VistaScreen had the opportunity to create some historically interesting stereoviews when they finally sent one of their photographers out of the United Kingdom - and down to Southern Ireland. Sadly, but predictably, they opted instead to show some rather standard (if well-taken) views of some rather standard tourist destinations in the "rebel county".
Probably the best repository for stereoscopic photography of the Exposition Internationale Paris 1937 is a book published late in the year - with stereoviews by notorious Nazi photographer Heinrich Hoffmann, and some text that just drips with propaganda. This post takes a first look at this Raumbild album, and the context and subtext surrounding it.
Colombia is a beautiful country that can be visited via Colombian Steamship Lines! This Tru Vue filmstrip features 3D photography of Colombia: the ruins of a fort, passengers disembarking from a steamship, a man selling a monkey, the home of the President of Colombian Steamship Lines, a torture house of the Spanish Inquisition, and more. Steamships!
An amateur set of contemporary modern ruins photography of Reims, at and around the bombed-then-burned-out Cathedral, and probably taken well before the end of the Great War, shows 12 views from a very talented photographer, documenting the damage to a beautiful city and its centerpiece.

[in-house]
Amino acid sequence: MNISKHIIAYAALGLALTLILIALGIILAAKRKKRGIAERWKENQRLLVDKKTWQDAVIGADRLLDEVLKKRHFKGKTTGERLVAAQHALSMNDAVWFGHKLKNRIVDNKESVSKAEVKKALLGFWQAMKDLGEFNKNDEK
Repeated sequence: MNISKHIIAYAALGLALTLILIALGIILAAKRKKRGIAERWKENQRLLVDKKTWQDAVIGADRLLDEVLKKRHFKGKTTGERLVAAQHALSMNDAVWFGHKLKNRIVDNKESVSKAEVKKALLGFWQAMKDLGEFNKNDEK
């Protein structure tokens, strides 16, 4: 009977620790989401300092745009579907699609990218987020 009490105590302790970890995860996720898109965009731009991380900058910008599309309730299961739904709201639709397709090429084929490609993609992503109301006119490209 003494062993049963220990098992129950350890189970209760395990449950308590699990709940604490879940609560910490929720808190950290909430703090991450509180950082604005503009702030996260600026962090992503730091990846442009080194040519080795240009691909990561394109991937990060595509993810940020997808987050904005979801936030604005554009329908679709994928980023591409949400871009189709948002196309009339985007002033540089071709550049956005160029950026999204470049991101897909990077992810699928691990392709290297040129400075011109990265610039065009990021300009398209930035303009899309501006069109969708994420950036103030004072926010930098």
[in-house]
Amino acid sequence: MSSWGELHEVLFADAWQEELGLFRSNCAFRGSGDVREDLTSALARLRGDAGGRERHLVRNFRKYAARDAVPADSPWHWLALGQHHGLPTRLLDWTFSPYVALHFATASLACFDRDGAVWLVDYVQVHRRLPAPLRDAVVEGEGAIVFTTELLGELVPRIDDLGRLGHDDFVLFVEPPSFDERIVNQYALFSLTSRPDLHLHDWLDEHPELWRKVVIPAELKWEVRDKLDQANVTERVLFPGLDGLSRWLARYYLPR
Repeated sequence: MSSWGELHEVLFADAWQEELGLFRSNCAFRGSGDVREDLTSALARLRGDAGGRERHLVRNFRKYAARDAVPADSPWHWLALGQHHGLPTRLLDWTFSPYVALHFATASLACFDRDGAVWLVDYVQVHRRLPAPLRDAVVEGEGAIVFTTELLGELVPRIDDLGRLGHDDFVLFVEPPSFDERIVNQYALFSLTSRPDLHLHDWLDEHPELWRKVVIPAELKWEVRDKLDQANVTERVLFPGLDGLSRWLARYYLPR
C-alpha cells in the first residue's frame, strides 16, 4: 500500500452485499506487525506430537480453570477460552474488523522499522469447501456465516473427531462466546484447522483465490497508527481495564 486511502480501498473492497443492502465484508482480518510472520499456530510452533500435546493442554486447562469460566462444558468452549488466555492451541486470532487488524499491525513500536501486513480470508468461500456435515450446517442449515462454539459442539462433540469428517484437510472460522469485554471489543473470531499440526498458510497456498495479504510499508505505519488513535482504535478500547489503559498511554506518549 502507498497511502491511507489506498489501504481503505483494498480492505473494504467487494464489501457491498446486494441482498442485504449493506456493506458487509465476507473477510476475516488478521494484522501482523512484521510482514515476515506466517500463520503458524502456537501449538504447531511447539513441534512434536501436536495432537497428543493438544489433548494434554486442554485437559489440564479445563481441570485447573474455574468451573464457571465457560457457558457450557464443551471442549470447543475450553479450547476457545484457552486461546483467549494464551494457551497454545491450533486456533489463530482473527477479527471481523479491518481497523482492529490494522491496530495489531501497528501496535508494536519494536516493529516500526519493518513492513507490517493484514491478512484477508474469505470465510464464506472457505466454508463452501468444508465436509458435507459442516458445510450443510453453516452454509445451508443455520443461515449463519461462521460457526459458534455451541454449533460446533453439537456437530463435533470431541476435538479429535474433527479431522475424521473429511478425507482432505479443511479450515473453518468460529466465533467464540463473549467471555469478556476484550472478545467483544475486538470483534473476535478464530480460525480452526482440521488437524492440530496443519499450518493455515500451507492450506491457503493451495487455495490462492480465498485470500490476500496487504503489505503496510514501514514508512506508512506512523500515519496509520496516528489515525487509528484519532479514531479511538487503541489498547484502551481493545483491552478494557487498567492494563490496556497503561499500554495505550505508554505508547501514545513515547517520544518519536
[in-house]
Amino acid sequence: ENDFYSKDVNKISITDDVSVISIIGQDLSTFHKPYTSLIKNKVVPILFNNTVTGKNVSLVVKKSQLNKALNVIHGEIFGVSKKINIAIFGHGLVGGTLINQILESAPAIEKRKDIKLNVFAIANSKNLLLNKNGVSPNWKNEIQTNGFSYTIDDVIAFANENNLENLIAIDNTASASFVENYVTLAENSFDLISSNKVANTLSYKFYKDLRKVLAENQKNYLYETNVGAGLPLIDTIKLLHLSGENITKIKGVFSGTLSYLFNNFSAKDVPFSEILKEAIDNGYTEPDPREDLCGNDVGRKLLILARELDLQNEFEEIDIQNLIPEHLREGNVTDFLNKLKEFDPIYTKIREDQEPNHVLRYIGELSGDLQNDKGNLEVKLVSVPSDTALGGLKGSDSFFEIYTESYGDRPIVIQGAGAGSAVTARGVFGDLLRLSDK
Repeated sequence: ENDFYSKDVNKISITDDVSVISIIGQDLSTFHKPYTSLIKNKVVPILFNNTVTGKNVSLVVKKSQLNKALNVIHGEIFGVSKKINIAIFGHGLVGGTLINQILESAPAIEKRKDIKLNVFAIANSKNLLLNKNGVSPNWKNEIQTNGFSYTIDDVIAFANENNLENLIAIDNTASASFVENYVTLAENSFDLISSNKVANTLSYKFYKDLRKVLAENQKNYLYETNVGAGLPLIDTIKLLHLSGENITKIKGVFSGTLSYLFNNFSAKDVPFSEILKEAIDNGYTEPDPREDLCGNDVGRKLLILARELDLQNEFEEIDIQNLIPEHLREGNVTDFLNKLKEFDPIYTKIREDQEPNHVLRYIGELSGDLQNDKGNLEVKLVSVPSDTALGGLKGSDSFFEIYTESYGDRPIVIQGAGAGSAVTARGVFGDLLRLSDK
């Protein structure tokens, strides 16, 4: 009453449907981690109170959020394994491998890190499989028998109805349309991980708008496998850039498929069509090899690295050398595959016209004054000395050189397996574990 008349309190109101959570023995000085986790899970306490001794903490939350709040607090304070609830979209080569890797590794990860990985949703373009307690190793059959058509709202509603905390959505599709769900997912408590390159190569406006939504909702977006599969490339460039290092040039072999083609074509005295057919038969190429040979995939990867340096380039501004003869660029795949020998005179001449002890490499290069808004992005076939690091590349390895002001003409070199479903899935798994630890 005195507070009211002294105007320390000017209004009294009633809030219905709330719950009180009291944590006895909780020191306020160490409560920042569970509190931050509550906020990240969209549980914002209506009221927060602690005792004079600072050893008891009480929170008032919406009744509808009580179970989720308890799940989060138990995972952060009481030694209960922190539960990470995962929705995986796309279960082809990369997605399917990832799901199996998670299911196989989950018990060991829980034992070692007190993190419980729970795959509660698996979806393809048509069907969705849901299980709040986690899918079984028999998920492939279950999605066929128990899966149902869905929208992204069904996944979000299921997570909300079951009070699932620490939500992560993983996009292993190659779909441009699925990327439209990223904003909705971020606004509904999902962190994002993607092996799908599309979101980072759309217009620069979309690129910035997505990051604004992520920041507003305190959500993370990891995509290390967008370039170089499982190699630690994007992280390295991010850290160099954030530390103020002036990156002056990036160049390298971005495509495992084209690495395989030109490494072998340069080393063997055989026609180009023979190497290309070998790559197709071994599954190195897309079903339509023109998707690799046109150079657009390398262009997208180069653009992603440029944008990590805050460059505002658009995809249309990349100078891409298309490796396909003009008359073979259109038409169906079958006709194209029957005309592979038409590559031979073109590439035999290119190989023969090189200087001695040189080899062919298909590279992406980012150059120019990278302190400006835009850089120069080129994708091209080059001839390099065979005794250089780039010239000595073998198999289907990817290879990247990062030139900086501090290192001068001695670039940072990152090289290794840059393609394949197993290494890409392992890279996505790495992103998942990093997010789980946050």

1933 in the finest borough of the greatest city in America is brought to life, in sepia-toned 3D in a rare strip from Tru Vue. See the Williamsburg Bank Building without neighboring skyscrapers; the first Brooklyn Public Library's original main branch building; an elevated train line through the center of the borough - and more - all in stereo pairs & anaglyphic 3D!
This dramatic Kilburn stereoview of a train climbing Mt. Washington is very dramatic - and very silly, when you realize that the camera was tilted to make the incline look much steeper than it was in reality. And it gets weirder - because at least 3 variants were printed, with the same series number!
An amateur set containing 7 views from the Great War: 3 of an ambulance convoy leaving to pick up the wounded of Champagne, 3 of a convoy at Saint-Mesmes, and one of soldiers camped in a small village (probably the latter).